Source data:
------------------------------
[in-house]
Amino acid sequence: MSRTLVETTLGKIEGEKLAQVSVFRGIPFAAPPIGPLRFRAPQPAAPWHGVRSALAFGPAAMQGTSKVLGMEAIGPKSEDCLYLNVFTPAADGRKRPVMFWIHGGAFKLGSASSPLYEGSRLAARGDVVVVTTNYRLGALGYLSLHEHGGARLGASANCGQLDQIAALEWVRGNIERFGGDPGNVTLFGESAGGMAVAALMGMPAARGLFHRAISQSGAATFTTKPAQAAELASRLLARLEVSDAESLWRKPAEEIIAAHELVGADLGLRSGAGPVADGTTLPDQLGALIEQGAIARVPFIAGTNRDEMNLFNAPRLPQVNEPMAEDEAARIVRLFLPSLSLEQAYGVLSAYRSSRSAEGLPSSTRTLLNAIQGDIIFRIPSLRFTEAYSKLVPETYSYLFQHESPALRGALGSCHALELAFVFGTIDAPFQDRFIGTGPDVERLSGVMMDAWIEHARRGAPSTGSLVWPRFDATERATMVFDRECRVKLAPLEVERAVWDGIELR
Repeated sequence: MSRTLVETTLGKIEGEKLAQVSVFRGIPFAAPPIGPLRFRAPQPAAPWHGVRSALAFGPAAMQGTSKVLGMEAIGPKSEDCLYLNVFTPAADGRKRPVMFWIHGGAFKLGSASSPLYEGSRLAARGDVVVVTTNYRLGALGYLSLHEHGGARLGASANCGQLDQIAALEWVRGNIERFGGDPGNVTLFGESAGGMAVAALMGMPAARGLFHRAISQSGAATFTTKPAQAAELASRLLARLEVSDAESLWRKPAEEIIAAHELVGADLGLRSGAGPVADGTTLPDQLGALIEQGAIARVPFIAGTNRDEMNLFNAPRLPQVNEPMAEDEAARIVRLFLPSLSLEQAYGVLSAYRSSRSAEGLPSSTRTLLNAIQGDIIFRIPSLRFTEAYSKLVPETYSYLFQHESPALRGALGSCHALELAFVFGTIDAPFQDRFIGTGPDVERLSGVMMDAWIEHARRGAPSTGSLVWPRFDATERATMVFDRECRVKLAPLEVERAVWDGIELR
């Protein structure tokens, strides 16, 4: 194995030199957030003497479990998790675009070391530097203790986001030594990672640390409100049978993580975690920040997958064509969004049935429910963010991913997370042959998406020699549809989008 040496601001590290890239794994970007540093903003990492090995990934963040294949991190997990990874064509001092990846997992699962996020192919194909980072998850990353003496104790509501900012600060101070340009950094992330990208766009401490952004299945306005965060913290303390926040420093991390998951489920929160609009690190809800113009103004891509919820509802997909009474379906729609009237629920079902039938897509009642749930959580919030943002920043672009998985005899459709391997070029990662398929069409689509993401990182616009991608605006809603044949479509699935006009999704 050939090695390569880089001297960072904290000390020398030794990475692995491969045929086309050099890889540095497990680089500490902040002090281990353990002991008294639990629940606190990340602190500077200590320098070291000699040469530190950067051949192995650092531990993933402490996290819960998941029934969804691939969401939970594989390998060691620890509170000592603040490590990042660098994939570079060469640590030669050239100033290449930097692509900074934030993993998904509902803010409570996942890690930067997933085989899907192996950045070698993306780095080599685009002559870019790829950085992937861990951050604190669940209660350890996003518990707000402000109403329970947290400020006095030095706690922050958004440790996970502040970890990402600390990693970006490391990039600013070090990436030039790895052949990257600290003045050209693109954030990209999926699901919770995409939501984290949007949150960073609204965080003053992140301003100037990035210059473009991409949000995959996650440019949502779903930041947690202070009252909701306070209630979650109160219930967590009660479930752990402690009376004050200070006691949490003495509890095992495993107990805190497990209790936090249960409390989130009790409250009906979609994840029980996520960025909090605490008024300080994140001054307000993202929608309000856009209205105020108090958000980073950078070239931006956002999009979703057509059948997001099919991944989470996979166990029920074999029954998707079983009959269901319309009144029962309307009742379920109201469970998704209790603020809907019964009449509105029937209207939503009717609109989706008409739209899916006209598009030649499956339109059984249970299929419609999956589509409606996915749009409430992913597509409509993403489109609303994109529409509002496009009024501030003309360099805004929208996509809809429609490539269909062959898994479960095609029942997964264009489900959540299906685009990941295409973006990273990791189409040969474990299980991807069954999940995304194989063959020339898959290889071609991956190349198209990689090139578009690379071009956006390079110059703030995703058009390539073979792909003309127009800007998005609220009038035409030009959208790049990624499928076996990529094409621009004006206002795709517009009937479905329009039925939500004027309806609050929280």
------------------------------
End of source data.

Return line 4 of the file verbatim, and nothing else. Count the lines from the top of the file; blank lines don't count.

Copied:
């Protein structure tokens, strides 16, 4: 194995030199957030003497479990998790675009070391530097203790986001030594990672640390409100049978993580975690920040997958064509969004049935429910963010991913997370042959998406020699549809989008 040496601001590290890239794994970007540093903003990492090995990934963040294949991190997990990874064509001092990846997992699962996020192919194909980072998850990353003496104790509501900012600060101070340009950094992330990208766009401490952004299945306005965060913290303390926040420093991390998951489920929160609009690190809800113009103004891509919820509802997909009474379906729609009237629920079902039938897509009642749930959580919030943002920043672009998985005899459709391997070029990662398929069409689509993401990182616009991608605006809603044949479509699935006009999704 050939090695390569880089001297960072904290000390020398030794990475692995491969045929086309050099890889540095497990680089500490902040002090281990353990002991008294639990629940606190990340602190500077200590320098070291000699040469530190950067051949192995650092531990993933402490996290819960998941029934969804691939969401939970594989390998060691620890509170000592603040490590990042660098994939570079060469640590030669050239100033290449930097692509900074934030993993998904509902803010409570996942890690930067997933085989899907192996950045070698993306780095080599685009002559870019790829950085992937861990951050604190669940209660350890996003518990707000402000109403329970947290400020006095030095706690922050958004440790996970502040970890990402600390990693970006490391990039600013070090990436030039790895052949990257600290003045050209693109954030990209999926699901919770995409939501984290949007949150960073609204965080003053992140301003100037990035210059473009991409949000995959996650440019949502779903930041947690202070009252909701306070209630979650109160219930967590009660479930752990402690009376004050200070006691949490003495509890095992495993107990805190497990209790936090249960409390989130009790409250009906979609994840029980996520960025909090605490008024300080994140001054307000993202929608309000856009209205105020108090958000980073950078070239931006956002999009979703057509059948997001099919991944989470996979166990029920074999029954998707079983009959269901319309009144029962309307009742379920109201469970998704209790603020809907019964009449509105029937209207939503009717609109989706008409739209899916006209598009030649499956339109059984249970299929419609999956589509409606996915749009409430992913597509409509993403489109609303994109529409509002496009009024501030003309360099805004929208996509809809429609490539269909062959898994479960095609029942997964264009489900959540299906685009990941295409973006990273990791189409040969474990299980991807069954999940995304194989063959020339898959290889071609991956190349198209990689090139578009690379071009956006390079110059703030995703058009390539073979792909003309127009800007998005609220009038035409030009959208790049990624499928076996990529094409621009004006206002795709517009009937479905329009039925939500004027309806609050929280």